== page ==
E.g. $\sigma(\color{blue}{1}\color{blue}{1}\color{blue}{2}\color{blue}{2}) = [\color{blue}{1}, \sigma(\color{blue}{1}\color{blue}{2}\color{blue}{2})] = [\color{blue}{1}, [\sigma(\color{blue}{1}\color{blue}{2}), \color{blue}{2}]] = [\color{blue}{1}, [[\color{blue}{1},\color{blue}{2}], \color{blue}{2}]]$.

One can show that the image of $\sigma$ forms a basis of the free Lie algebra.

In order to determine $\dim(\mathfrak{g}^{N}(\mathbb{R}^d))$ one can count the number of Lyndon words up to level $N$. Algebraically this is related to counting necklaces and one obtains

$$\dim(\mathfrak{g}^{N}(\mathbb{R}^d)) := \sum_{n=1}^N \frac{1}{n} \sum_{k | n}\mu(n/k) d^k,$$

where the inner sum is taken over all divisors $k$ of $n$ and $\mu$ is the Möbius function.

Here is a comparison of the $\eta_{d, N} := \dim(\mathfrak{g}^{N}(\mathbb{R}^d))$ with the dimension of the signature $\sigma_{d,N} := \dim(T^{N}(\mathbb{R}^d))$

1.4 The Signature of Piecewise Linear Paths

Suppose that we are given a discrete time series $\{x_0, x_2, \dots, x_J\}\subset\mathbb{R}^d$. Denote by $x:[0,J]\to \mathbb{R}^d$ the piecewise linear interpolation and also define $\Delta x_j = x_j - x_{j-1}$.

First note that, due to linearity, in each interval interval $[j-1,j]$ we have

$$\idotsint_{n-1 \le t_1 \le \dots \le t_n \le n} dx_{t_1} \otimes \dots \otimes dx_{t_n} = (\Delta x_j)^{\otimes n} \int_{\Delta_n} (dt)^n = \frac{1}{n!} (\Delta x_j)^{\otimes n}.$$

Hence the signature is given by

$$\mathbb{x}^{<\infty}_{j-1, j} = 1 + \sum_{n=1}^\infty \frac{1}{n!} (\Delta x_j)^{\otimes n} = \exp(\Delta x_j).$$

Then using Chen's identity, we have

$$\mathbb{x}^{<\infty}_{0, j} = \exp(\Delta x_1) \otimes \cdots \otimes \exp(\Delta x_j).$$

Hence in order to calculate the log-signature of a piecewise linear path we need to understand how to multiply two non-commutative exponentials.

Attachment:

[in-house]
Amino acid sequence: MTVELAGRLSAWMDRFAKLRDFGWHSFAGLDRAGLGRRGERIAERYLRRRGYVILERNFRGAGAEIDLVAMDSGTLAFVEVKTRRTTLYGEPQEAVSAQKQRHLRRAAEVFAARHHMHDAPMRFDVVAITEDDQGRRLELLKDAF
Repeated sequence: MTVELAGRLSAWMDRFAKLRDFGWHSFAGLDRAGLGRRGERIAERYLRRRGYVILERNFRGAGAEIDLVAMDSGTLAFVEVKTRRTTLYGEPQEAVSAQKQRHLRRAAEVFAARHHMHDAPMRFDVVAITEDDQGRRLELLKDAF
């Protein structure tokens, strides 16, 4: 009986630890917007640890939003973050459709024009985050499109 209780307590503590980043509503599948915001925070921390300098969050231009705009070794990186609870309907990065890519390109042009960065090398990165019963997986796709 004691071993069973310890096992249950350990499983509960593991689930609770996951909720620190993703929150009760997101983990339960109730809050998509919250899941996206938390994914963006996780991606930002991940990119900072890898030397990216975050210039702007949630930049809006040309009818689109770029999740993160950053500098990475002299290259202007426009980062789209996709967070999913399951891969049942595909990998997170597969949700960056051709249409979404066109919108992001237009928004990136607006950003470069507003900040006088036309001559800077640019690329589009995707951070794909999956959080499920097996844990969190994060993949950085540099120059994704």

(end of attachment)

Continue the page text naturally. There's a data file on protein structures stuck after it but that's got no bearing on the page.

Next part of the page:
Theorem (Baker-Campbell-Hausdorff + Dynkin formula)

Let $\mathbf{a}, \mathbf{b} \in \mathfrak{g}(\mathbb{R}^d)$ then it holds

$$\log(\exp(\mathbf{a})\otimes\exp(\mathbf{b})) = \sum_{n=1}^{\infty} \sum_{k=1}^{n} \sum_{s_i + r_i > 0\\s_1+ \cdots+ r_k = n} \frac{(-1)^{n-1} [\mathbf{a}^{s_1} \mathbf{b}^{r_1} \cdots \mathbf{a}^{s_k} \mathbf{b}^{r_k}] }{k \cdot n \cdot s_1!r_1!\cdots s_k!r_k!}$$

where $[\mathbf{a}^{r}\mathbf{c}] = [\mathbf{a}, [\mathbf{a}, \cdots (r \text{ times}) \cdots [\mathbf{a}, \mathbf{c}]\dots]]$.

Up to the first three levels the BCH-formula in a Lie basis reads

$$\log(\exp(\mathbf{a})\otimes\exp(\mathbf{b})) = \mathbf{a} + \mathbf{b} +\frac{1}{2}[\mathbf{a}, \mathbf{b}] + \frac{1}{12}([\mathbf{a}, [\mathbf{a}, \mathbf{b}]] + [[\mathbf{b}, \mathbf{a}], \mathbf{b}]) \, + \dots$$

Returning to the log-signature of piecewise linear paths...

Again we consider the case $d=2$ for simplicity and we truncate the log-signature at level 3.

Let us define coefficients in terms of the Lie basis

$$\log\mathbb{x}^{\le 3}_{0,t} =: \ell^{\le3}_t =: \ell^1_t\color{blue}{1} + \ell^2_t(t)\color{blue}{2} + \ell^{12}_t[\color{blue}{1},\color{blue}{2}] + \ell^{112}_t[\color{blue}{1},[\color{blue}{1},\color{blue}{2}]] + \ell^{122}_t[[\color{blue}{1},\color{blue}{2}], \color{blue}{2}]$$

By previous considerations we can calculate the log signature iteratively using the BCH-formula. Indeed

$$ \ell^{\le3}_j = \log(\exp(\ell^{\le3}_{j-1})\otimes \exp(\Delta x_j)) \hspace{19em} \\= \ell^{\le3}_{j-1} + \Delta x_j + \frac{1}{2}[\ell^{\le3}_{j-1}, \Delta x_j] + \frac{1}{12}([\ell^{\le3}_{j-1}, [\ell^{\le3}_{j-1}, \Delta x_j]] + [[\Delta x_j, \ell^{\le3}_{j-1}], \Delta x_j]) \, + \dots \\ = \ell^{\le3}_{j-1} + \Delta x_j + \frac{1}{2}[\ell^{\le2}_{j-1}, \Delta x_j] + \frac{1}{12}([\ell^{\le1}_{j-1}, [\ell^{\le1}_{j-1}, \Delta x_j]] + [[\Delta x_j, \ell^{\le1}_{j-1}], \Delta x_j]) \, + \dots$$